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Rushed doctor's decisions may have led to patient's death

New Jersey surgical patients may be interested in the settlement of a recent wrongful death lawsuit against a surgeon and his employer, Georgia Surgical Associates, PC. On July 14, 2010, a 67-year-old woman went into St. Joseph's Hospital in Atlanta for a non-invasive laparoscopic cholecystectomy. The surgeon made some unusual decisions during the procedure and the woman ultimately died in ICU shortly after the surgery. The woman's adult children filed a medical malpractice and wrongful death suit and settled with the defendants for over $1 million during jury deliberations.

According to court records, midway through the surgery, the surgeon chose to abandon the laparoscopic procedure in favor of an open surgery because of complications from extensive scar tissue. During the open surgery, he faced extensive bleeding and a tear in the portal vein. He called in vascular surgeon to repair the tear, but at that point the patient had already lost a significant amount of blood. She later died in the ICU.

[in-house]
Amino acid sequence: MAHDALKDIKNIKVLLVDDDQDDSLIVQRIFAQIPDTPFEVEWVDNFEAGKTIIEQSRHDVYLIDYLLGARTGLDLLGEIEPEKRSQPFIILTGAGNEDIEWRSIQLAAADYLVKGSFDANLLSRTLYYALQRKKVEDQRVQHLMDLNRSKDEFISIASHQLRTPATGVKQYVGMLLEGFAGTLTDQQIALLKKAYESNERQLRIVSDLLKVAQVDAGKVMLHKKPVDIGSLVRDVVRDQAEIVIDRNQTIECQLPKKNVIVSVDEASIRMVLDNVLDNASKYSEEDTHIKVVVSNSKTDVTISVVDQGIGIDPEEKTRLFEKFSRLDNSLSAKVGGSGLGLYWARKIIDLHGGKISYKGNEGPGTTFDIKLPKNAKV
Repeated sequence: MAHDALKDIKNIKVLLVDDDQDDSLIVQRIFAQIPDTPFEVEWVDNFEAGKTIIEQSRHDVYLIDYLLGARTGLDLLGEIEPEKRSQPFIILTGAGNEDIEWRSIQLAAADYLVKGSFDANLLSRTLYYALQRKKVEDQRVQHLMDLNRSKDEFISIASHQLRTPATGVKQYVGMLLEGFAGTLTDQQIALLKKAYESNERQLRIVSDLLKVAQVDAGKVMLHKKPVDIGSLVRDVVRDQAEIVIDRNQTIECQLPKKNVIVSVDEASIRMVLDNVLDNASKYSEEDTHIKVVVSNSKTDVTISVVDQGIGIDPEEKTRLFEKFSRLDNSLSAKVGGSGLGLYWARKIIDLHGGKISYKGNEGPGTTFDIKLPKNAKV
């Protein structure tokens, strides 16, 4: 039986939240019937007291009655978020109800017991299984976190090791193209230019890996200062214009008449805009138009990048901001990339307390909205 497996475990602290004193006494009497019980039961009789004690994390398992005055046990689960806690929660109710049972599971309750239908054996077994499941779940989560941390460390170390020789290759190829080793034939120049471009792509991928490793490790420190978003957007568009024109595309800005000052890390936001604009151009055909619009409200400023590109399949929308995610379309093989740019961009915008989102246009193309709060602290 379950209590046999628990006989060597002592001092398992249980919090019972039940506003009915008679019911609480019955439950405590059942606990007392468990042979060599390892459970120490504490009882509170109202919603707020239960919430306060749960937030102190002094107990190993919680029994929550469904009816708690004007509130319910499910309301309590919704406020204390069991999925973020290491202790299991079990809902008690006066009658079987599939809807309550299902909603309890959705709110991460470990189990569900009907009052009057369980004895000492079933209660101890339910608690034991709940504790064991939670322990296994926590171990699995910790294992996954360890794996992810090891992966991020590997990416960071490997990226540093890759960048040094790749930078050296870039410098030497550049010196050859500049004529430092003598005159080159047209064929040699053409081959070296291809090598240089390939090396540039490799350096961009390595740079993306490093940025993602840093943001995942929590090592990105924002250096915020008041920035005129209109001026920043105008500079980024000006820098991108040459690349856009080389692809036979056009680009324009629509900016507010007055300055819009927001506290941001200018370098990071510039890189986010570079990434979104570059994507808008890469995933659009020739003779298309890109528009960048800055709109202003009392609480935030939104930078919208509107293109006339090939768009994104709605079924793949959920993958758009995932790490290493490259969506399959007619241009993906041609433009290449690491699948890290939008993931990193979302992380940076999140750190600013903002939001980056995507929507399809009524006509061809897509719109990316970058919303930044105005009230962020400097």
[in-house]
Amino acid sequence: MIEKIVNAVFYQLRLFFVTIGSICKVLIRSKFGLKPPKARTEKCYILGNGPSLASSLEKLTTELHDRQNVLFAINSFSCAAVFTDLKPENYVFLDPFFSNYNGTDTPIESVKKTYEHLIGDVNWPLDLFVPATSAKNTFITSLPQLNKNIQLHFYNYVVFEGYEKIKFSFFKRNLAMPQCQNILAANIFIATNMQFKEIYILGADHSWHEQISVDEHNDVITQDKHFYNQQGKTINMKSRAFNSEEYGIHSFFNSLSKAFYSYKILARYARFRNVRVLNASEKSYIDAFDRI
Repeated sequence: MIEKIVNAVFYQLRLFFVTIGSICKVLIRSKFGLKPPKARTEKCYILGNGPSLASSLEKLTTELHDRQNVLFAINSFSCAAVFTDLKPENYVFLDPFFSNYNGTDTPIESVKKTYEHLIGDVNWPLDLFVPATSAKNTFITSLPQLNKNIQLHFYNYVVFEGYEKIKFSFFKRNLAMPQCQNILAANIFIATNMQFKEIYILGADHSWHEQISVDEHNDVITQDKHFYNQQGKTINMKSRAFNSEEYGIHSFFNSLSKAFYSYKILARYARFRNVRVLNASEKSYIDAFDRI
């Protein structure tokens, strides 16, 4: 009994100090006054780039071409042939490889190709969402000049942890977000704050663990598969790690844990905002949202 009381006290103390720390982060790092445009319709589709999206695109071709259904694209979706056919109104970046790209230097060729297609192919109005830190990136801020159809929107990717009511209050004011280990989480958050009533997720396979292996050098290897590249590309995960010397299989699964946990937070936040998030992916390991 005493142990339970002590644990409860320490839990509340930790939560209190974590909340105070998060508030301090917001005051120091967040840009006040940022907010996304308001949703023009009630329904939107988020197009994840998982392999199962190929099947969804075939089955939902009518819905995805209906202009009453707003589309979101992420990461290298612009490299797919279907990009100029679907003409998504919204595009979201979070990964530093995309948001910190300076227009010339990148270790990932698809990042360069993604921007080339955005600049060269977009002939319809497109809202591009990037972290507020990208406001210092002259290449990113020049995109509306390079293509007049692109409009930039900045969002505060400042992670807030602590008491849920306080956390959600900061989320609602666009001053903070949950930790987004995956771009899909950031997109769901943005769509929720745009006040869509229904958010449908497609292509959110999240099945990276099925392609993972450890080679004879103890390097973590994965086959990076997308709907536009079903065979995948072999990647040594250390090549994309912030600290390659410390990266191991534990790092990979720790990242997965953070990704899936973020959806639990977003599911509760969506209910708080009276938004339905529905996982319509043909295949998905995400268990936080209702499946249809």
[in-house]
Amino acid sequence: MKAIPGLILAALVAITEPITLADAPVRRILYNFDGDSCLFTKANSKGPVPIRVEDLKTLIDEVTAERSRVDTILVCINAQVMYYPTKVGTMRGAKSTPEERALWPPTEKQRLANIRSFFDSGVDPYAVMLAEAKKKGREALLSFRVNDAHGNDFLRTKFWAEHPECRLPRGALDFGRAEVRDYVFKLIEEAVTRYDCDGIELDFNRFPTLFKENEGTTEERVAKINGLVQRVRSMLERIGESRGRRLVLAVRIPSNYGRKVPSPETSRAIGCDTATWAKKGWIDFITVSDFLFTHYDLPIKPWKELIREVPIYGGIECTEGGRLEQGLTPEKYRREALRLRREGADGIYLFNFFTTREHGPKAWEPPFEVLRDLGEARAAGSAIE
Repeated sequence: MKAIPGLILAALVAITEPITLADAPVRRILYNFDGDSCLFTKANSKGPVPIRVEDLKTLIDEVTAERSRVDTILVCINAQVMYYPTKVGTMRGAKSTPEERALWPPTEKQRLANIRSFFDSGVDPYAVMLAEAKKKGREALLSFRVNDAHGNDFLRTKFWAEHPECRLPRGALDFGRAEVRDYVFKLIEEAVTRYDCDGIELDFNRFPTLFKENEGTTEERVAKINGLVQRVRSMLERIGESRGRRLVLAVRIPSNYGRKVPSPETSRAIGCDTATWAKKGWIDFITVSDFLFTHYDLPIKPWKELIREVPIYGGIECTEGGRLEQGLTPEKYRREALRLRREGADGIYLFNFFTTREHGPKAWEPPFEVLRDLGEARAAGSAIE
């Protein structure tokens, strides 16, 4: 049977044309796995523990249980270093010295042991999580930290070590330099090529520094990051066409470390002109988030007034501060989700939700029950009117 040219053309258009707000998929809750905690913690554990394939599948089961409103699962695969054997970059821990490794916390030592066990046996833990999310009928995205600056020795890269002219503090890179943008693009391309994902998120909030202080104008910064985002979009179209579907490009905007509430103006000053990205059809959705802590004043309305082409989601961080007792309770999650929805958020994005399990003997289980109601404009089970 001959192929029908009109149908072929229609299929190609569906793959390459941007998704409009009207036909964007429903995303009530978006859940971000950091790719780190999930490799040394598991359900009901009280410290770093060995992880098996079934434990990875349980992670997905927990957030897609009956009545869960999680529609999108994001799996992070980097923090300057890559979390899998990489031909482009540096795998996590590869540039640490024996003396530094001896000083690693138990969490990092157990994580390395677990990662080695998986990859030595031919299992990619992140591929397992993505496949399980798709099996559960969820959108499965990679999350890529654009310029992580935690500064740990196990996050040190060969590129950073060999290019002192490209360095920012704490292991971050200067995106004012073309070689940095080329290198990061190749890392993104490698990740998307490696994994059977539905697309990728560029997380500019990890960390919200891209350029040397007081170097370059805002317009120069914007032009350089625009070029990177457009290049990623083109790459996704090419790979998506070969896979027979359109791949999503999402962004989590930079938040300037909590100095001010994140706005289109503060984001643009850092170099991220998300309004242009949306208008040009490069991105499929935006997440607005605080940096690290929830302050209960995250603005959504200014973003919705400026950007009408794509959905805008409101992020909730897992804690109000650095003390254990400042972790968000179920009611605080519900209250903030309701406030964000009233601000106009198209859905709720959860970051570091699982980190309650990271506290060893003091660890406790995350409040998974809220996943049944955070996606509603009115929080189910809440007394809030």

In the suit, the patient's children claimed that the surgeon skipped a crucial step in the open surgery because he was running behind schedule. They say that he should have inserted a Veress needle into her abdominal cavity to create space and provide better visualization. However, the surgeon inserted a trocar without first inserting the Veress needle. During the trial, an expert defense witness testified that it is extremely rare for a surgeon to choose not to insert a Veress needle.

As much as surgical technology has improved, many of the most important decisions in surgery are made by humans and are thus vulnerable to human error and poor judgement. As this incident shows, even routine, non-invasive surgery can be fatal if the surgeon makes bad decisions. Families who have lost loved ones to medical malpractice may be entitled to compensation for their medical bills, final expenses, pain, suffering and loss of the victim's earnings. An attorney with medical malpractice and wrongful death experience could evaluate the incident and provide recommendations for moving forward.

Source: Outpatient Surgery Magazine, "Did Rushing Cause This Fatal Surgical Error?", Dan O'Connor, May 21, 2013

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